Still licking the wounds inflicted by the twin blows of merciless critical pummeling and a brutal box office drubbing, Oliver Stone’s grand folly appears in two simultaneously released editions: the 175-minute theatrical version and a slightly shorter (and slightly improved) director’s cut. Stone’s re-edit substantially alters the film—scenes are dropped, added, trimmed, and otherwise rejiggered. Most significantly, several (chronologically) early Macedonian scenes are moved much later into the film, further disrupting narrative progression. In his director’s-cut commentary, Stone defends his hero against accusations of excessive brutality (and comparisons to George W. Bush), bristles at the media fixation on the “pansexual” Alexander’s relationships with males, and speaks up for the man-on-man hug as a legitimate expression of platonic love. Perhaps the most disquieting revelation is that B.C. dates were dropped from the theatrical cut for fear that American audiences wouldn’t realize that 320 B.C. was 30 years after 350 B.C. Whether this says more about the mentality of studio executives or the overall state of the union is very much an open question.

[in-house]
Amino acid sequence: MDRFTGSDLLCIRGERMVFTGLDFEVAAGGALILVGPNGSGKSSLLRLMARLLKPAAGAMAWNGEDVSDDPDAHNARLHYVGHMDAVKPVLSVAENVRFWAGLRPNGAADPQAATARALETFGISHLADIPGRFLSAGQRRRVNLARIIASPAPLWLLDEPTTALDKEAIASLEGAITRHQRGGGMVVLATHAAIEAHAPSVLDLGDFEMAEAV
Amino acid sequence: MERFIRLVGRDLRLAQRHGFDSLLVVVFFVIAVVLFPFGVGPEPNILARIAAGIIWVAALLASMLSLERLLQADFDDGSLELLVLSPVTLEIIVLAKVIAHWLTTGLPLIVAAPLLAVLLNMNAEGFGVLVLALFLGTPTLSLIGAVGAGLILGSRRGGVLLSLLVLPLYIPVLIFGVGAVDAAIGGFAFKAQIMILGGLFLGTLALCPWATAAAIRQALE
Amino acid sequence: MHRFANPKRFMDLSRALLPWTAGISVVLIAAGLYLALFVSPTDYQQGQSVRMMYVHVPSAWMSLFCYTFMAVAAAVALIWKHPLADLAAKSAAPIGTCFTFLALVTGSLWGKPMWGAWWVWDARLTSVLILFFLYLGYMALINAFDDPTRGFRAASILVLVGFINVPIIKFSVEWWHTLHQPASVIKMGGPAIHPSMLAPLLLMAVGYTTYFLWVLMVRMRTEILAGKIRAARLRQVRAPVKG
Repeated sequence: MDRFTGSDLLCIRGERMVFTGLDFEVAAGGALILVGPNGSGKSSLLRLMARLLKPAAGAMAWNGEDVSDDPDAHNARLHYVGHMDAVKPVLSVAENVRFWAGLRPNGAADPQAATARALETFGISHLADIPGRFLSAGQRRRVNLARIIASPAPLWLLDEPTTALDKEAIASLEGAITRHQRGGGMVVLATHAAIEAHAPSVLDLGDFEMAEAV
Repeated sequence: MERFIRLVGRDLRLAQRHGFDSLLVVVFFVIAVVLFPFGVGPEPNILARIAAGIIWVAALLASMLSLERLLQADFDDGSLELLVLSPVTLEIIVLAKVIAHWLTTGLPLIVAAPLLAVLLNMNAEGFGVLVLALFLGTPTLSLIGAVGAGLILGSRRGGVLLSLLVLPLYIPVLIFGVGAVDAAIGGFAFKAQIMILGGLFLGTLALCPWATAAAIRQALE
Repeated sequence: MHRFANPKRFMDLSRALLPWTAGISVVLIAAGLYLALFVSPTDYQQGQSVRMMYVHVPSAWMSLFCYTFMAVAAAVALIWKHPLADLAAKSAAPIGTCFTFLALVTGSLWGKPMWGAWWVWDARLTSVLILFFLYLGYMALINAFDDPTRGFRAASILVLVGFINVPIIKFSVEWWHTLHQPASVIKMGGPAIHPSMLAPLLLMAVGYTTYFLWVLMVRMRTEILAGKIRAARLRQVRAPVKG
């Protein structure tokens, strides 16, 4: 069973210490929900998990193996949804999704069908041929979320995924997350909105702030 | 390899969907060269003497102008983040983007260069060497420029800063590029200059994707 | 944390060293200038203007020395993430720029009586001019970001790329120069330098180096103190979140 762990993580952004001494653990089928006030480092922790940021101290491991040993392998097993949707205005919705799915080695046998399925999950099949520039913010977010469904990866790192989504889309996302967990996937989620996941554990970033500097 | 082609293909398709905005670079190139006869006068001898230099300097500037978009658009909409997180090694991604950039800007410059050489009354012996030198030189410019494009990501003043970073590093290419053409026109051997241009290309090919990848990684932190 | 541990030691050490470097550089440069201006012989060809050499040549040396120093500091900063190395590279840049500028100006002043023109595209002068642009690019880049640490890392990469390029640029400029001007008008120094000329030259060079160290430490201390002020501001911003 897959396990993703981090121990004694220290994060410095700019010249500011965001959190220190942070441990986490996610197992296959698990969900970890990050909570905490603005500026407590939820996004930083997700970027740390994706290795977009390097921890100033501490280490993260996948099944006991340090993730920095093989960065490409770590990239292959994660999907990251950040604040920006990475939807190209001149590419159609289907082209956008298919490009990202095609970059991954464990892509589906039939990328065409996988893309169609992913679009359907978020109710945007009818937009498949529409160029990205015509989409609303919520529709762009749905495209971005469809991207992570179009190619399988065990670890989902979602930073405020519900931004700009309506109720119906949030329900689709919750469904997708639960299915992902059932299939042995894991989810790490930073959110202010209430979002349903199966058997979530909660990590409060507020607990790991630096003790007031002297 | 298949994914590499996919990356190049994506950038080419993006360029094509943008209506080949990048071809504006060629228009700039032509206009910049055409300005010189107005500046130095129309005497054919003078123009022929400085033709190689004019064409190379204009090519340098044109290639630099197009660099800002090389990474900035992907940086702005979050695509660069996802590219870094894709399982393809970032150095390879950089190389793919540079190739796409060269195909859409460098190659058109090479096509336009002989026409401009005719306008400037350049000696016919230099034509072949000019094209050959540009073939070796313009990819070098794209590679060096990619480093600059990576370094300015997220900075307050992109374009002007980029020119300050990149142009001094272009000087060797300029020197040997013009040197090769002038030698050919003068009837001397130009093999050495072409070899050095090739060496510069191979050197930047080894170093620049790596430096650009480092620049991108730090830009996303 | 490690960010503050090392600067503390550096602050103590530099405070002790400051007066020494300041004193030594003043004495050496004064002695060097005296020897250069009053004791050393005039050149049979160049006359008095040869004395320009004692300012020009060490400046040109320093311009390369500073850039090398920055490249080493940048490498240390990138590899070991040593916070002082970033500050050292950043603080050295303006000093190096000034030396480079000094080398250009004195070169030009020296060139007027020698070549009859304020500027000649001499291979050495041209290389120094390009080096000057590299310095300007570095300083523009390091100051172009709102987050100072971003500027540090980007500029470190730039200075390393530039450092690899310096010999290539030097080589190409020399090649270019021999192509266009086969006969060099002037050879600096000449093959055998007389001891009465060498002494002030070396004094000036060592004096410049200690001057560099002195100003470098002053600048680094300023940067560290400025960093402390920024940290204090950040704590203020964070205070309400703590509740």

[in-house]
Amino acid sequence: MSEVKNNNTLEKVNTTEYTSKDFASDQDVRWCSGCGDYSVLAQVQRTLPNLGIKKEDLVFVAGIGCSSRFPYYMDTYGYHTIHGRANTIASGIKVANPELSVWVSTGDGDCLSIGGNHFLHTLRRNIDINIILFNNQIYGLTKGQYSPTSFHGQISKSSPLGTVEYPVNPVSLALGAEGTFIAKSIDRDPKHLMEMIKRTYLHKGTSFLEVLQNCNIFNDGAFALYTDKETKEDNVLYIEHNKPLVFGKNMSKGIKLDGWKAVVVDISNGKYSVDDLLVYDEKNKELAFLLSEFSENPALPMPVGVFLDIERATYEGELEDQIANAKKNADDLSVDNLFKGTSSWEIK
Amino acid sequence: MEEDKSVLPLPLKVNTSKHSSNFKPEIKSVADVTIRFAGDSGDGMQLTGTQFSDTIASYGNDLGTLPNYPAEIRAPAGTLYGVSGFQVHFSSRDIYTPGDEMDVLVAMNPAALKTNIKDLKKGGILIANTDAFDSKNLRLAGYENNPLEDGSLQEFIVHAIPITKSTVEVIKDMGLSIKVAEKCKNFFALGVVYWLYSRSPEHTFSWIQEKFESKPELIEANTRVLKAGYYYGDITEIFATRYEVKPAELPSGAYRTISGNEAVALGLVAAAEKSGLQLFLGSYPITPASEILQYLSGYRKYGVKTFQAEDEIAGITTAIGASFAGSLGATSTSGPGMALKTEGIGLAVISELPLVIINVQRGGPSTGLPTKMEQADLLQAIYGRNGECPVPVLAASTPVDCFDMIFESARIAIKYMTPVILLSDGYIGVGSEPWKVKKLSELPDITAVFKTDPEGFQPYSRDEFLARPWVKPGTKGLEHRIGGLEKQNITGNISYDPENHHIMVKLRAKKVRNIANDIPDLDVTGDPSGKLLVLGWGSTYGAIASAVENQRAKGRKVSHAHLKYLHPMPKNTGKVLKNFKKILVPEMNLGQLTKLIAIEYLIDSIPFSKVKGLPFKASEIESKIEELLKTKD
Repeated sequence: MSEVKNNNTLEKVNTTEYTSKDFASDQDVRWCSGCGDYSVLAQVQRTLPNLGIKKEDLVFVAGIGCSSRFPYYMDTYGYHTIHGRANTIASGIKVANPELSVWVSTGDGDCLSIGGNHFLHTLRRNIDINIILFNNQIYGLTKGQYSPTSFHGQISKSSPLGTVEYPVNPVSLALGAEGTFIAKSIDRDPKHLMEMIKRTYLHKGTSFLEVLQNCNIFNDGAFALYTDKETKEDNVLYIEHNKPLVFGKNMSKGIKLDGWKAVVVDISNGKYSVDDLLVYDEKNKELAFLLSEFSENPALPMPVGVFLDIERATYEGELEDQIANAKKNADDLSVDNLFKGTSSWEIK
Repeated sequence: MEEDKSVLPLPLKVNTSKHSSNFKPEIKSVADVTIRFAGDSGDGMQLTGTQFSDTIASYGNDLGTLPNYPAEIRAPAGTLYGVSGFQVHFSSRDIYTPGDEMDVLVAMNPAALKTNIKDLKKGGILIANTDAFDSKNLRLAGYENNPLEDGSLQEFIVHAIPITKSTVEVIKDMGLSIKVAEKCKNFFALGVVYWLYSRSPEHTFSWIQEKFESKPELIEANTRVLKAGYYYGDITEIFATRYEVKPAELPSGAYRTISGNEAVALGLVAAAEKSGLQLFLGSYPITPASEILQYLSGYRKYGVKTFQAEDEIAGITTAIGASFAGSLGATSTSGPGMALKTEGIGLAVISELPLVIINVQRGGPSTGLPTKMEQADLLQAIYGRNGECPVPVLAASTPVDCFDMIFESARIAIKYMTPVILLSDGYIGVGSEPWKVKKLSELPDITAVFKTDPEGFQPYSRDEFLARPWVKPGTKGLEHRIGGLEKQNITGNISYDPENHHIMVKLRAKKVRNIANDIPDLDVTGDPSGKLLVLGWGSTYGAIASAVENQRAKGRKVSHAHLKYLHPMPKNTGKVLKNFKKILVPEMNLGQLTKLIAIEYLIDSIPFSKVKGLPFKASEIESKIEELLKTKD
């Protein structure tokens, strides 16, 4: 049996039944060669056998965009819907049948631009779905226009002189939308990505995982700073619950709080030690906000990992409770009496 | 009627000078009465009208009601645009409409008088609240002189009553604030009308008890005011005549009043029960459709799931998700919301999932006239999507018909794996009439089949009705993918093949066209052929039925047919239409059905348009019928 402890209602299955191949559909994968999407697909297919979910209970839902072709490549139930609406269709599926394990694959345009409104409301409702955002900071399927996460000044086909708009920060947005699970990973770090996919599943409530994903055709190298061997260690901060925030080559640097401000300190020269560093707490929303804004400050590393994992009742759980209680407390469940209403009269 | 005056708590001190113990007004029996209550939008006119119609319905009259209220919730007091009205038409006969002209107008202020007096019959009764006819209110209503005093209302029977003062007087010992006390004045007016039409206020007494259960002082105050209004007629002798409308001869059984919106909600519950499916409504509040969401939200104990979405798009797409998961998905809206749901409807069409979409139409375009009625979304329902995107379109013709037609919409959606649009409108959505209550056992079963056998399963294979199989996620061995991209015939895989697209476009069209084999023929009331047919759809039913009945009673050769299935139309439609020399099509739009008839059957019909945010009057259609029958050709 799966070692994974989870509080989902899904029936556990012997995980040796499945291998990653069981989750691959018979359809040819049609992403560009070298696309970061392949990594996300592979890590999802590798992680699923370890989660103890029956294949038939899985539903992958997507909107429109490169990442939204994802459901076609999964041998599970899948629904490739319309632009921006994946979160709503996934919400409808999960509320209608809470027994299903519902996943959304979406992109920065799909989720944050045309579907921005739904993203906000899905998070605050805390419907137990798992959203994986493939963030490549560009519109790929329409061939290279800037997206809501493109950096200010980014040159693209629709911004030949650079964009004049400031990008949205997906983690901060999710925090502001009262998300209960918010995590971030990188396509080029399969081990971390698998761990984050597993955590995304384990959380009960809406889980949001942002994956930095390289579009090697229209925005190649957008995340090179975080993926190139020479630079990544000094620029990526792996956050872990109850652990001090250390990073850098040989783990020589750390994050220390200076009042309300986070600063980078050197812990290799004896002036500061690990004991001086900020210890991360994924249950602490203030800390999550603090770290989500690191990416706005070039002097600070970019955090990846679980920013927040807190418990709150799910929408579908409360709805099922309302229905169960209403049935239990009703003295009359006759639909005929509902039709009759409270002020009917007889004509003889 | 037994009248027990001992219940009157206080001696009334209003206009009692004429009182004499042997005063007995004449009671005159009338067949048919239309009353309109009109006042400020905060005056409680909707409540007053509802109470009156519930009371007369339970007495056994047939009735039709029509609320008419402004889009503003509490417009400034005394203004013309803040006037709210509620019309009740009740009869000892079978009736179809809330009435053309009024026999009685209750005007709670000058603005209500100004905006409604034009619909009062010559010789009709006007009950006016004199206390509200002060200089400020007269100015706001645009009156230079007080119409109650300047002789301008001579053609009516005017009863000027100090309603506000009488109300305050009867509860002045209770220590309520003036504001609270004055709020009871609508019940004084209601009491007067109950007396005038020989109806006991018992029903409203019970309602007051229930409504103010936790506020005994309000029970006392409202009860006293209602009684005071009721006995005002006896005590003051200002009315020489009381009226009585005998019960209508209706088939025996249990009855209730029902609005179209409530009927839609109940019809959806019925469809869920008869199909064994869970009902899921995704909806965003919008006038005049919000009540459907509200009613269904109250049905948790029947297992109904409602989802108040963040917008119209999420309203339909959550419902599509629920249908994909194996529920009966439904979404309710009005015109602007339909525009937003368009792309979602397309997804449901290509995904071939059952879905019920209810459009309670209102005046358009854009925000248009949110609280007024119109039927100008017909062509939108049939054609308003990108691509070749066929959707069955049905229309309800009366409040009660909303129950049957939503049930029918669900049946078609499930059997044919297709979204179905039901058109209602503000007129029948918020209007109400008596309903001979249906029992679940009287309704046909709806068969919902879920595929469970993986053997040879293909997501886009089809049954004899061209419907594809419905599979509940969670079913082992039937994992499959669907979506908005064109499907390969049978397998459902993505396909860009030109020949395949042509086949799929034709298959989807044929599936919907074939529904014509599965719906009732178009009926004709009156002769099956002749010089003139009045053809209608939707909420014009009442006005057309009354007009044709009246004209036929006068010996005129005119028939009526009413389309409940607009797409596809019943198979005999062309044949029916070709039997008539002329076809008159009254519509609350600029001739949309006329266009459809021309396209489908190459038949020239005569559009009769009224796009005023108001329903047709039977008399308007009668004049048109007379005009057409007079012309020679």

Memories of Murder
Set during the 1980s and based on the story of South Korea’s first serial killer, Bong Joon-ho’s sociological policier (which received an eyeblink of a theatrical release last month) is a convincing portrait of a nation on the brink. The disc contains both the original Korean audio track and, for the subtitle-phobic, a dubbed English version.